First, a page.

“Our killers are right here!”

Only a few days ago, the mood around the country was one of defiance against the US and patriotic euphoria after the killing of Qassem Soleimani and the subsequent reprisal by Iran. Soleimani’s body was paraded throughout Iran, bringing out hundreds of thousands, if not millions.

But the blatant cover up of the shooting of the Ukrainian airline has cut through that mood and amongst many layers, turning it into its opposite. People are furious at the cover up. More than anything because it was done in order to continue its charade and patriotic manipulation of the people. On top of the airline shooting, tens of people were killed in a stampede at Soleimani’s funeral procession in Kerman. Again, there is a strong feeling that the regime risked people’s lives for the sake of its reactionary propaganda.

For years, the Iranian regime has used the attacks of US imperialism to divert the attention of the people and to rally them behind itself. But in latter years, this strategy has proven less and less viable. Many people see Iran purposely provoking the US in order to divert the attention of the masses from the daily misery they have to suffer under the Islamic Republic. In the protests of the past few years, in fact, many slogans have been aimed at this regime’s demagogy itself. One of these slogans was repeated at some protests yesterday: “They say it’s America, but our [killers] are right here!”

Of course, on the other hand, the west has been trying to use the tragedy for its own benefit. Donald Trump and Mike Pompeo have both been sending messages of solidarity to the protesters. Reza Pahlavi, the son of the late Shah who is now supported by the US, accused Khamenei of being personally responsible for the tragedy. But these statements reek of hypocrisy. The US has imposed vicious sanctions on Iran, which amount to nothing less than a siege of the country. These have plunged the economy into a crisis and led to dramatically falling living standards. They are using the crisis to put pressure on the regime for their own narrow interests, which are diametrically opposed to those of the people of Iran.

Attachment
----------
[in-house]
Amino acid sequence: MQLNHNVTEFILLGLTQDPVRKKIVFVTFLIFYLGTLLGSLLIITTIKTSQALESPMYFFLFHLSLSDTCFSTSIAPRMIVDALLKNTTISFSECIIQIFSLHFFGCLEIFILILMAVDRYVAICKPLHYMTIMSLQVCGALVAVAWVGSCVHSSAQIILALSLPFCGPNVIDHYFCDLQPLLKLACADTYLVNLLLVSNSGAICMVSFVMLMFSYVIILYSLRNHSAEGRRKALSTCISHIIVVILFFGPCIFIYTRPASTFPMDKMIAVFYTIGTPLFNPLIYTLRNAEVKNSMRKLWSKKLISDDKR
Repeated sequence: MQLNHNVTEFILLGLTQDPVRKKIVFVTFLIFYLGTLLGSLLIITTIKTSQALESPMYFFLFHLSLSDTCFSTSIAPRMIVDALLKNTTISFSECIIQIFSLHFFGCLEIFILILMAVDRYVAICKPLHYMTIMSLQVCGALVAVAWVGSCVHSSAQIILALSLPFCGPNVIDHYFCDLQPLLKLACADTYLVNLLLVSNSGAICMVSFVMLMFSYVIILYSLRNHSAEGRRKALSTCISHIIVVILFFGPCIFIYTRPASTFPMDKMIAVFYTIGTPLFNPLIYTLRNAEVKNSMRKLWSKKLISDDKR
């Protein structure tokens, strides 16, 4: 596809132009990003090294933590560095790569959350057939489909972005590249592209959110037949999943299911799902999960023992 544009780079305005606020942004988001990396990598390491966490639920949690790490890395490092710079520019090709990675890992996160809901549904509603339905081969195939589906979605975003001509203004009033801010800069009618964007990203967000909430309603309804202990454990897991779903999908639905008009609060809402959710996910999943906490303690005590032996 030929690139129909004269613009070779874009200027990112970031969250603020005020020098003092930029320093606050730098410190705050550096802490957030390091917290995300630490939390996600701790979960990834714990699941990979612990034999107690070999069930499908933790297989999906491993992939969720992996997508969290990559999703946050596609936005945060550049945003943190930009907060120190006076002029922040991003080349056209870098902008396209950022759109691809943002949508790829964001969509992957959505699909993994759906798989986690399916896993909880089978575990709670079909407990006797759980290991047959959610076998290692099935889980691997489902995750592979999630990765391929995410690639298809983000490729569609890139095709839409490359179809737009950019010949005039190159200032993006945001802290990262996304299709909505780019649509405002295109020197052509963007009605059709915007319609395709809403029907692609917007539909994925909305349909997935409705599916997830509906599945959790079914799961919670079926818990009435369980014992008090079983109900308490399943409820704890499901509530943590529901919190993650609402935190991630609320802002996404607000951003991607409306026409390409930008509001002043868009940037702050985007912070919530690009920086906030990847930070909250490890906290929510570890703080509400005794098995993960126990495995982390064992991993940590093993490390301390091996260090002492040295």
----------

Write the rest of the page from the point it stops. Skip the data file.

The people understand this. A group of students from Amir Kabir University issued a strong statement, saying as follows:

“[I]n the past years, the presence of the US in the Middle East has caused nothing but chaos and instability. Our position towards this violating power has been decided beforehand. But at the same time, we are well aware that US adventurism in the region should not be an excuse for justifying internal suppression. If ‘national security’ has become a buzzword in these days, it is time for us to ask the security of which groups, classes and layers of society’?”

These words sum up the whole experience of the Iranian people and we fully support them. This movement, while still encompassing a minority of the most-advanced layers of society, is an anticipation of the mighty explosions which are to come in the next period. After the mass protests of November, the regime used the killing of Soleimani to stabilise itself. But this will solve nothing in the long run. The crisis of the regime is terminal and a new movement will erupt sooner or later sending shockwaves throughout the region and beyond.